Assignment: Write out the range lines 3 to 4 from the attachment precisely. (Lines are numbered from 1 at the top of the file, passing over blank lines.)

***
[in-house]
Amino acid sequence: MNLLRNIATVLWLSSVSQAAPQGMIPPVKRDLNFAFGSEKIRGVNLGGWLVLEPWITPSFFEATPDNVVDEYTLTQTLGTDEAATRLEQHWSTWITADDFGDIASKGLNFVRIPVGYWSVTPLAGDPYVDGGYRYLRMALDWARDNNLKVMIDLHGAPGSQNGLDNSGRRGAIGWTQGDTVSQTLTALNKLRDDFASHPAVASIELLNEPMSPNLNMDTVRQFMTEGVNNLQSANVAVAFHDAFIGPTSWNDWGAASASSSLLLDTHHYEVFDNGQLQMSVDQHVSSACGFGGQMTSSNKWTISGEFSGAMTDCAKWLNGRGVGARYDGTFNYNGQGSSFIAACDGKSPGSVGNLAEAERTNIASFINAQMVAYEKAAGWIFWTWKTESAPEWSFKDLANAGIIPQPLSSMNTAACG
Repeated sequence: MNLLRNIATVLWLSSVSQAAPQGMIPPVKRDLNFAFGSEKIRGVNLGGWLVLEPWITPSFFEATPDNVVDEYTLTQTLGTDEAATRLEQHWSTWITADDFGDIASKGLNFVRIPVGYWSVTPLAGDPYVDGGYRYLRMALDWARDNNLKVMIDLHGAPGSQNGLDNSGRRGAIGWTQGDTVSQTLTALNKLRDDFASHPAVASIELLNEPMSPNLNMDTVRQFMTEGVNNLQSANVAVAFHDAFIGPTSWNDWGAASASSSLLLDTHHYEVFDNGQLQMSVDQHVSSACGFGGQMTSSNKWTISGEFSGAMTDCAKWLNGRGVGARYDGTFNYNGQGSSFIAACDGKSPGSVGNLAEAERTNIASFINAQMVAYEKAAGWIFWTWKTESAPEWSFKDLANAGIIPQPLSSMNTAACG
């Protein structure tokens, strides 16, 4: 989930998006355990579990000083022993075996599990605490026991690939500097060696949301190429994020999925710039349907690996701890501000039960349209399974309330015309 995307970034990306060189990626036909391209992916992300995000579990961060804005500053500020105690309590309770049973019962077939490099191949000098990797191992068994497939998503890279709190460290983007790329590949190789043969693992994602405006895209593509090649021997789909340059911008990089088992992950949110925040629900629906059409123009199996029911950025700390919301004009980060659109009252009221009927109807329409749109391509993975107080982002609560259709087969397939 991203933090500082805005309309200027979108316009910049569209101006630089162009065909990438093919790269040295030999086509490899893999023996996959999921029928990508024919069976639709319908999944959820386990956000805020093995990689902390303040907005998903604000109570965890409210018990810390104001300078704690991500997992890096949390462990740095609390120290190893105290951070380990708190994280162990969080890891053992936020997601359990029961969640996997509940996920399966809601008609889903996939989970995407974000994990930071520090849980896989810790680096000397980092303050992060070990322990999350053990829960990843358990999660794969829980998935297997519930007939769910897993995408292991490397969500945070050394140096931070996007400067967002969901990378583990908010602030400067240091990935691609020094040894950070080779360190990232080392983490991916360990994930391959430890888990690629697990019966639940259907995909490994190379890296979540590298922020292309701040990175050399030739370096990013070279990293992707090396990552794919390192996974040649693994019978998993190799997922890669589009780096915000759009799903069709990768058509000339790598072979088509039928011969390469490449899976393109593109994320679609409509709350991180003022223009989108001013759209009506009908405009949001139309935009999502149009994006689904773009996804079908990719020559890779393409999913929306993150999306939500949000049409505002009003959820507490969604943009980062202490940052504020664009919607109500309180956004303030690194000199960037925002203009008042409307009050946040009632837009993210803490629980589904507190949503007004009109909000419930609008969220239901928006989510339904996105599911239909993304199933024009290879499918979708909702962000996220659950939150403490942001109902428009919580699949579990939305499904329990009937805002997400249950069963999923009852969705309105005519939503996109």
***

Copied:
Repeated sequence: MNLLRNIATVLWLSSVSQAAPQGMIPPVKRDLNFAFGSEKIRGVNLGGWLVLEPWITPSFFEATPDNVVDEYTLTQTLGTDEAATRLEQHWSTWITADDFGDIASKGLNFVRIPVGYWSVTPLAGDPYVDGGYRYLRMALDWARDNNLKVMIDLHGAPGSQNGLDNSGRRGAIGWTQGDTVSQTLTALNKLRDDFASHPAVASIELLNEPMSPNLNMDTVRQFMTEGVNNLQSANVAVAFHDAFIGPTSWNDWGAASASSSLLLDTHHYEVFDNGQLQMSVDQHVSSACGFGGQMTSSNKWTISGEFSGAMTDCAKWLNGRGVGARYDGTFNYNGQGSSFIAACDGKSPGSVGNLAEAERTNIASFINAQMVAYEKAAGWIFWTWKTESAPEWSFKDLANAGIIPQPLSSMNTAACG
């Protein structure tokens, strides 16, 4: 989930998006355990579990000083022993075996599990605490026991690939500097060696949301190429994020999925710039349907690996701890501000039960349209399974309330015309 995307970034990306060189990626036909391209992916992300995000579990961060804005500053500020105690309590309770049973019962077939490099191949000098990797191992068994497939998503890279709190460290983007790329590949190789043969693992994602405006895209593509090649021997789909340059911008990089088992992950949110925040629900629906059409123009199996029911950025700390919301004009980060659109009252009221009927109807329409749109391509993975107080982002609560259709087969397939 991203933090500082805005309309200027979108316009910049569209101006630089162009065909990438093919790269040295030999086509490899893999023996996959999921029928990508024919069976639709319908999944959820386990956000805020093995990689902390303040907005998903604000109570965890409210018990810390104001300078704690991500997992890096949390462990740095609390120290190893105290951070380990708190994280162990969080890891053992936020997601359990029961969640996997509940996920399966809601008609889903996939989970995407974000994990930071520090849980896989810790680096000397980092303050992060070990322990999350053990829960990843358990999660794969829980998935297997519930007939769910897993995408292991490397969500945070050394140096931070996007400067967002969901990378583990908010602030400067240091990935691609020094040894950070080779360190990232080392983490991916360990994930391959430890888990690629697990019966639940259907995909490994190379890296979540590298922020292309701040990175050399030739370096990013070279990293992707090396990552794919390192996974040649693994019978998993190799997922890669589009780096915000759009799903069709990768058509000339790598072979088509039928011969390469490449899976393109593109994320679609409509709350991180003022223009989108001013759209009506009908405009949001139309935009999502149009994006689904773009996804079908990719020559890779393409999913929306993150999306939500949000049409505002009003959820507490969604943009980062202490940052504020664009919607109500309180956004303030690194000199960037925002203009008042409307009050946040009632837009993210803490629980589904507190949503007004009109909000419930609008969220239901928006989510339904996105599911239909993304199933024009290879499918979708909702962000996220659950939150403490942001109902428009919580699949579990939305499904329990009937805002997400249950069963999923009852969705309105005519939503996109």